Helper for defining self-recursive generators. Say we want to generate a random number of probabilities:

```
import Random
probabilities : Random.Generator (Array Float)
probabilities =
Random.andThen identity <|
Random.uniform
(Random.constant [])
[ Random.map2 (::)
(Random.float 0 1)
(Random.lazy (\_ -> probabilities))
]
```

In 50% of cases we end the array. In 50% of cases we generate a probability and
add it onto a random number of probabilities. The `lazy`

call is crucial
because it means we do not unroll the generator unless we need to.

This is a pretty subtle issue, so I recommend reading more about it here!

**Note:** You can delay evaluation with `andThen`

too. The thing that matters
is that you have a function call that delays the creation of the generator!

## Constants

The underlying algorithm works well in a specific range of integers. It can generate values outside of that range, but they are “not as random”.

The `maxInt`

that works well is `2147483647`

.

The underlying algorithm works well in a specific range of integers. It can generate values outside of that range, but they are “not as random”.

The `minInt`

that works well is `-2147483648`

.

## Generate Values Manually

Maybe you do not want to use `generate`

for some reason? Maybe
you need to be able to exactly reproduce a sequence of random values?

In that case, you can work with a `Seed`

of randomness and `step`

it
forward by hand.

So you need *reproducible* randomness for some reason.

This `step`

function lets you use a `Generator`

without commands. It is a
normal Gren function. Same input, same output! So to get a 3D point you could
say:

```
import Random
type alias Point3D = { x : Float, y : Float, z : Float }
makePoint3D : Float -> Float -> Float -> Point3D
makePoint3D x y z =
{ x = x, y = y, z = z }
point3D : Random.Seed -> { value : Point3D, seed : Random.Seed }
point3D seed0 =
let
{ value = x, seed = seed1 } = Random.step (Random.float 0 100) seed0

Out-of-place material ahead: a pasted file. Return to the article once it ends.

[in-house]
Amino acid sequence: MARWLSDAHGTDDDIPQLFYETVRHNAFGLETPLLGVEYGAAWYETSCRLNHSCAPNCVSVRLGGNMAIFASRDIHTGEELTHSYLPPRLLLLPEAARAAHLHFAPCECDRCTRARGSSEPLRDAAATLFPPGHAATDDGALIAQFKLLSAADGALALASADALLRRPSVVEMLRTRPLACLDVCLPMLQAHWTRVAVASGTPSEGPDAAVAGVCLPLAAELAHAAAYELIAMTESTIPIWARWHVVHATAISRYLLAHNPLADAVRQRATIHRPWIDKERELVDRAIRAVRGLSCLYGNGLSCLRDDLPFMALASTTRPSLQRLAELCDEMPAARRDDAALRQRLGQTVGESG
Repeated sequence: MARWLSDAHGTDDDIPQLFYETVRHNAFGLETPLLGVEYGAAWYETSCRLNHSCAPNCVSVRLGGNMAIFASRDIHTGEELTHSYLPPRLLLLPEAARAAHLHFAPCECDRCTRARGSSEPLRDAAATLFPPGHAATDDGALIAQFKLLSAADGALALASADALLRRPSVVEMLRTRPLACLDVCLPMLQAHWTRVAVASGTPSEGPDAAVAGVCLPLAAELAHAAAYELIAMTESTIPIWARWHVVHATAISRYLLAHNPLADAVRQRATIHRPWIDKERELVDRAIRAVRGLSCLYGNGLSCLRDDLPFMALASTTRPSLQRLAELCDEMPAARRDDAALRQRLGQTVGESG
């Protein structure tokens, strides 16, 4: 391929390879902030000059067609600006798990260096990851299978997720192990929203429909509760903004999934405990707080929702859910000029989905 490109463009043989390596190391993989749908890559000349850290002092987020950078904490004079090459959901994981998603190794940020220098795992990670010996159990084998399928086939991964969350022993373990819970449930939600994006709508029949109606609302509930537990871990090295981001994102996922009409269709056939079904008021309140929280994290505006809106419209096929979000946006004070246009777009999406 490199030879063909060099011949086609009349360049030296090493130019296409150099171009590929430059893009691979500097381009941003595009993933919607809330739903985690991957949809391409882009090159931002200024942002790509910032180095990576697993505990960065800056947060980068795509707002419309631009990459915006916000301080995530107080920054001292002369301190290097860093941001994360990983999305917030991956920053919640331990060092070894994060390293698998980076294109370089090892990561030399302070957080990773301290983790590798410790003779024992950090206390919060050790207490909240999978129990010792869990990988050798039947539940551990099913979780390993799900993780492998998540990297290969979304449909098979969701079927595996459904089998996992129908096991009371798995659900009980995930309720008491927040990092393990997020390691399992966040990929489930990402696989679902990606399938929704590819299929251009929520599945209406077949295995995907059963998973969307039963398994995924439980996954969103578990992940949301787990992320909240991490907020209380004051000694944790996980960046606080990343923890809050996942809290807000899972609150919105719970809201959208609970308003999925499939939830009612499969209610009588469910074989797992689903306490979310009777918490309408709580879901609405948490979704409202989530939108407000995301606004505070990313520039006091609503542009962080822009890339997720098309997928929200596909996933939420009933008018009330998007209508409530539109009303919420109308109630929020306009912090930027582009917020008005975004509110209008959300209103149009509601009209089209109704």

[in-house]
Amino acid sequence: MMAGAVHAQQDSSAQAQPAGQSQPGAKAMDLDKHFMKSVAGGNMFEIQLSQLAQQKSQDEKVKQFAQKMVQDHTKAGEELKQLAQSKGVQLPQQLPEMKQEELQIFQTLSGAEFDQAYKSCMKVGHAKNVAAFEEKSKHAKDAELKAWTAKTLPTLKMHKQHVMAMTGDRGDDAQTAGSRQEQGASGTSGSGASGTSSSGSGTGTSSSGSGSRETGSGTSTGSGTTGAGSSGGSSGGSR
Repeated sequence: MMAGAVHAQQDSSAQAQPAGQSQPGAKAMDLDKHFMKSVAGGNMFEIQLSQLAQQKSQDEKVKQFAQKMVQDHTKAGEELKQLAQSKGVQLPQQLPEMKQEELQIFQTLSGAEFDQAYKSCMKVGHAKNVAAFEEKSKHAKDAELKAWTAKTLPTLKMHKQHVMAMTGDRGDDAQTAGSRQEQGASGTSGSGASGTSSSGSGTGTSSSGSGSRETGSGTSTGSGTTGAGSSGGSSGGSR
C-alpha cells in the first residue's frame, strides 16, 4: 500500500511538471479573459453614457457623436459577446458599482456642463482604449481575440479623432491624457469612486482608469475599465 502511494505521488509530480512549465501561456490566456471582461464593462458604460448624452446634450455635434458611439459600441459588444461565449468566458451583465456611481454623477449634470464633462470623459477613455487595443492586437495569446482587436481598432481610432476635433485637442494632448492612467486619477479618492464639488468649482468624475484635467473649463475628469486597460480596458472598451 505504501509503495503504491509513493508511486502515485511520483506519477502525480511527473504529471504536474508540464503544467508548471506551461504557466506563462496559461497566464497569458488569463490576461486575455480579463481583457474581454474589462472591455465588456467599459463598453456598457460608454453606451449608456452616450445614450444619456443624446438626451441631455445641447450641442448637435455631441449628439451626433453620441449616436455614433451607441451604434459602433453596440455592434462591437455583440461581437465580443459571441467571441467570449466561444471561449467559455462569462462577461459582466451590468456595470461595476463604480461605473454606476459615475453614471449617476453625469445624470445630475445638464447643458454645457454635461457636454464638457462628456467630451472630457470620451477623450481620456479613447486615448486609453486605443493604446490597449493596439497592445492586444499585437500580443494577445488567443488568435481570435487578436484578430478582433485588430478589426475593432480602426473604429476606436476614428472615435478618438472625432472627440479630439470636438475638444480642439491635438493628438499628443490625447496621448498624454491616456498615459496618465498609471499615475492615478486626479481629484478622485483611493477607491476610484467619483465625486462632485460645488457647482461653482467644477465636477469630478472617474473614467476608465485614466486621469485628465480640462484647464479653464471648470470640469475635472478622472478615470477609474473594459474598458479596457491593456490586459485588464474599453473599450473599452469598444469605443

{ value = y, seed = seed2 } = Random.step (Random.float 0 100) seed1
{ value = z, seed = seed3 } = Random.step (Random.float 0 100) seed2
in
{ value = makePoint3D x y z, seed = seed3 }
```

Notice that we use different seeds on each line! If we instead used `seed0`

for everything, the `x`

, `y`

, and `z`

values would always be exactly the same!
Same input, same output!

Threading seeds around is not super fun, so if you really need this, it is
best to build your `Generator`

like normal and then just `step`

it all at
once at the top of your program.

Create a `Seed`

for *reproducible* randomness.

```
import Random
seed0 : Random.Seed
seed0 =
Random.initialSeed 42
```

If you hard-code your `Seed`

like this, every run will be the same. This can
be useful if you are testing a game with randomness and want it to be easy to
reproduce past games.

In practice, you may want to get the initial seed by (1) sending it to Gren
through flags or (2) using `Time.now`

to get a number that the user has not
seen before. (Flags are described on this page.)

A generator that produces a seed that is independent of any other seed in
the program. These seeds will generate their own unique sequences of random
values. They are useful when you need an unknown amount of randomness *later*
but can request only a fixed amount of randomness *now*.

The independent seeds are extremely likely to be distinct for all practical purposes. However, it is not proven that there are no pathological cases.